What Iran Can Teach Us about Selling Kidneys
A few weeks ago, I had the opportunity to participate in a debate on the PBS program, Point Taken with Carlos Watson. The program brings together four experts in different fields to debate relevant and controversial topics. The goal of the show is to inform, to present viewers and the live audience with different perspectives. I can honestly say it was a great experience, one I hope to be able to do again.
We were discussing the sale of human organs, particularly kidneys.
I (probably not a shock to readers of this blog) am a strong proponent of legalizing organ sales. I’ve written on this topic, and it’s one I cover with my principles students when discussing the economics of price controls.
During the show, both my opponents and I used one particular example to make our points about how well a market for kidneys might work.
So where is this market for kidneys? In practically every country on the planet, it is illegal to buy and sell kidneys. It is legal in one place, however. It’s legal in Iran.
As I pointed out on the show, Iran didn’t adopt this system because the Iranian government worships at the altar of free market principles. They did it out of necessity. After the revolution in 1979, Iran’s assets were tied up and frozen. They used additional money to fund the Iran-Iraq war. To put it bluntly, Iran was broke. The realized that they couldn’t afford to pay for expensive treatments for kidney diseases, particularly dialysis. So they started to send citizens abroad (mainly to England) for transplants. But soon, that likewise became financially unfeasible. So what did Iran do? They decided to let people legally sell their kidney.
The government of Iran would pay several thousand dollars (approximately $3,500-$5,000 USD) to sellers for their kidney and recipients could offer additional cash to thank the seller for their “altruism.”
What happened this this system? Did Iran see a manifestation of all the concerns of those who oppose organ sales? Does Iran have a problem of illegal organ harvesting, exploitation, etc.?
In short, no.
In fact, within a brief period of time Iran cleared its kidney market. That is, there was no one on the waiting list for a kidney.
Today, there is indeed a waiting list in Iran with regard to kidneys. But it’s sellers who are waiting as opposed to would-be recipients! Those in need of kidney are matched remarkably quickly to donors.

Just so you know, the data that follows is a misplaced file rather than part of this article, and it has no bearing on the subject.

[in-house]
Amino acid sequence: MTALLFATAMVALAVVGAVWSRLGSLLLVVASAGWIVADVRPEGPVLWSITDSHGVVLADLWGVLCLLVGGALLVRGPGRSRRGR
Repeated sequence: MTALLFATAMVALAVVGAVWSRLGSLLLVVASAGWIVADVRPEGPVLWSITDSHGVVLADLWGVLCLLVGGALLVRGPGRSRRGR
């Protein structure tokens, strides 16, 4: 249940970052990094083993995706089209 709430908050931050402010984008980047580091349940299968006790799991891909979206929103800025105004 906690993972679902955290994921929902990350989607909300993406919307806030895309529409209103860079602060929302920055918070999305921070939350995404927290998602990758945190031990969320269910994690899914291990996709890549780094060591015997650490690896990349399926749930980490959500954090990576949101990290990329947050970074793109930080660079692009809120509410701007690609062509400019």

The current system in Iran has changed from its original form. Each province has an agency dedicated to kidney market. Their job is to match buyers and sellers, set up the appropriate preoperative and postoperative care, etc. The government will now pay around $350 of the set $5,000 price (buyers and sellers can negotiate other prices, however). Patients are left to make up the difference. In the event patients cannot afford the procedure, the agencies are tasked with providing the funds. Shortfalls in some regions have led to a legal market in deceased donor kidneys and other incarnations of kidney sales, but the general idea remains the same.
This is not to say the Iranian system is perfect. It’s far from ideal. Journalist Tina Rosenberg and others have pointed out that donors in Iran tend to receive poor postoperative care. Although, it’s not clear that this is a result of the system as much as the patients themselves. It’s not uncommon, for example, for donors to offer false addresses and phone numbers to the coordinating agency, suggesting they are not interested in follow-up care (why remains unclear, though cultural stigmas are a plausible culprit).
In addition, budgetary constraints have and continue to present serious problems. Agencies in some provinces, for example, run out of money about half way through the year, making it difficult for many to afford the procedure. But these are what we would call “poor country” problems as opposed to a “market failure.”
Despite all its problems, how well this system works should shock anyone looking at this objectively, even taking into account the problems. Iran has effectively done what every other country on the planet has failed to do—clear its kidney market. Moreover, they’ve done with a lot of things working against them. Iran’s political unrest, economic problems, and the fact it has and continues to contend with an impressive portfolio of international sanctions stacks the deck against the country in general, but especially with something like a kidney market. Despite all of this, however, we have some clear measures of success.
Iran’s system should serve a teaching tool for other countries. Here you have a poorer country, with lots of problems, less sophisticated healthcare and other public programs, and yet, they’ve figured out a solution for a major health problem, one that is cheaper and results in better health outcomes than the alternatives, namely, dialysis.
For a country like the United States, who currently has over 100,000 people waiting for kidneys, who spends nearly a third of the annual Medicare budget on dialysis and treatment for kidney disease, we should seriously consider the alternatives to our current system of only altruistic or deceased donation. We could save billions of dollars and, more importantly, thousands of lives.